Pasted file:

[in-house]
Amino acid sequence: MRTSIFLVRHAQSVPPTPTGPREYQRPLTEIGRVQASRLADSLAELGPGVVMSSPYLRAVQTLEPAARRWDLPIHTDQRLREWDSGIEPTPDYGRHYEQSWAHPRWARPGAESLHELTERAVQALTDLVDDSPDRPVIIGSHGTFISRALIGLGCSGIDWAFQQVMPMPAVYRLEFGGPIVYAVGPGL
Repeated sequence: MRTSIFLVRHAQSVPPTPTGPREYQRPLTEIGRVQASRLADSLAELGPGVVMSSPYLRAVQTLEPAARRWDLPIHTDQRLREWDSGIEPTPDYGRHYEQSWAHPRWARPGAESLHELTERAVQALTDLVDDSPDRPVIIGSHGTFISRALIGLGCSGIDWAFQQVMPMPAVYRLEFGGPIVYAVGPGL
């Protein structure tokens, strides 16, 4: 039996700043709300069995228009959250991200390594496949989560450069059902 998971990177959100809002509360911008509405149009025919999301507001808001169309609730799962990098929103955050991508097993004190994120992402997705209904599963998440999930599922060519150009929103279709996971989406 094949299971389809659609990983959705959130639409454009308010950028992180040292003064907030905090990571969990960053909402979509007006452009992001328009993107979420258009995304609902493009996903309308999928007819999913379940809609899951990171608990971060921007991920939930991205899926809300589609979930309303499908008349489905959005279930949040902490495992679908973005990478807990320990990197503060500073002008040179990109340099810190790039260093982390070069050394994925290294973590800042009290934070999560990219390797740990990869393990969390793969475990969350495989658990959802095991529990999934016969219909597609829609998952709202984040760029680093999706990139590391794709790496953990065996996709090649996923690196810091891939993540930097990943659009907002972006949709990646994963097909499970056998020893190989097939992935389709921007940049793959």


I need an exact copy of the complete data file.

[in-house]
Amino acid sequence: MRTSIFLVRHAQSVPPTPTGPREYQRPLTEIGRVQASRLADSLAELGPGVVMSSPYLRAVQTLEPAARRWDLPIHTDQRLREWDSGIEPTPDYGRHYEQSWAHPRWARPGAESLHELTERAVQALTDLVDDSPDRPVIIGSHGTFISRALIGLGCSGIDWAFQQVMPMPAVYRLEFGGPIVYAVGPGL
Repeated sequence: MRTSIFLVRHAQSVPPTPTGPREYQRPLTEIGRVQASRLADSLAELGPGVVMSSPYLRAVQTLEPAARRWDLPIHTDQRLREWDSGIEPTPDYGRHYEQSWAHPRWARPGAESLHELTERAVQALTDLVDDSPDRPVIIGSHGTFISRALIGLGCSGIDWAFQQVMPMPAVYRLEFGGPIVYAVGPGL
């Protein structure tokens, strides 16, 4: 039996700043709300069995228009959250991200390594496949989560450069059902 998971990177959100809002509360911008509405149009025919999301507001808001169309609730799962990098929103955050991508097993004190994120992402997705209904599963998440999930599922060519150009929103279709996971989406 094949299971389809659609990983959705959130639409454009308010950028992180040292003064907030905090990571969990960053909402979509007006452009992001328009993107979420258009995304609902493009996903309308999928007819999913379940809609899951990171608990971060921007991920939930991205899926809300589609979930309303499908008349489905959005279930949040902490495992679908973005990478807990320990990197503060500073002008040179990109340099810190790039260093982390070069050394994925290294973590800042009290934070999560990219390797740990990869393990969390793969475990969350495989658990959802095991529990999934016969219909597609829609998952709202984040760029680093999706990139590391794709790496953990065996996709090649996923690196810091891939993540930097990943659009907002972006949709990646994963097909499970056998020893190989097939992935389709921007940049793959």